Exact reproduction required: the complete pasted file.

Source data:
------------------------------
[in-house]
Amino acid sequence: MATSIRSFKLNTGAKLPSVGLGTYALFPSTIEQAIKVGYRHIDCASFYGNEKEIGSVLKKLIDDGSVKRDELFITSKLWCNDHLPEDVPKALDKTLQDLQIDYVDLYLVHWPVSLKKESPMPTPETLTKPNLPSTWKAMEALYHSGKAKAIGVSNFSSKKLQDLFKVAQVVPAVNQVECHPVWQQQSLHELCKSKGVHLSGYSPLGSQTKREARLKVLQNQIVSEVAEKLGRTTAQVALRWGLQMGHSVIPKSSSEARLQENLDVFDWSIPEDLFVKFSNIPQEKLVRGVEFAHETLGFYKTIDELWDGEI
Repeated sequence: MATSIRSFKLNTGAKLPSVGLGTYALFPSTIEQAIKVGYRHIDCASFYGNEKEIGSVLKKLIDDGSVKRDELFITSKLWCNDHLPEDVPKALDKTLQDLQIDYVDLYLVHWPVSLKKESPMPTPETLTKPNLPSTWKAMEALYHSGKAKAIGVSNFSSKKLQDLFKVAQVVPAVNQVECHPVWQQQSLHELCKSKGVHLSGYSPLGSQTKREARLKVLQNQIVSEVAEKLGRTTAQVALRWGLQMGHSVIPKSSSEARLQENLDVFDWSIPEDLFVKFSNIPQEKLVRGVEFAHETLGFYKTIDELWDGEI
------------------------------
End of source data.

[in-house]
Amino acid sequence: MATSIRSFKLNTGAKLPSVGLGTYALFPSTIEQAIKVGYRHIDCASFYGNEKEIGSVLKKLIDDGSVKRDELFITSKLWCNDHLPEDVPKALDKTLQDLQIDYVDLYLVHWPVSLKKESPMPTPETLTKPNLPSTWKAMEALYHSGKAKAIGVSNFSSKKLQDLFKVAQVVPAVNQVECHPVWQQQSLHELCKSKGVHLSGYSPLGSQTKREARLKVLQNQIVSEVAEKLGRTTAQVALRWGLQMGHSVIPKSSSEARLQENLDVFDWSIPEDLFVKFSNIPQEKLVRGVEFAHETLGFYKTIDELWDGEI
Repeated sequence: MATSIRSFKLNTGAKLPSVGLGTYALFPSTIEQAIKVGYRHIDCASFYGNEKEIGSVLKKLIDDGSVKRDELFITSKLWCNDHLPEDVPKALDKTLQDLQIDYVDLYLVHWPVSLKKESPMPTPETLTKPNLPSTWKAMEALYHSGKAKAIGVSNFSSKKLQDLFKVAQVVPAVNQVECHPVWQQQSLHELCKSKGVHLSGYSPLGSQTKREARLKVLQNQIVSEVAEKLGRTTAQVALRWGLQMGHSVIPKSSSEARLQENLDVFDWSIPEDLFVKFSNIPQEKLVRGVEFAHETLGFYKTIDELWDGEI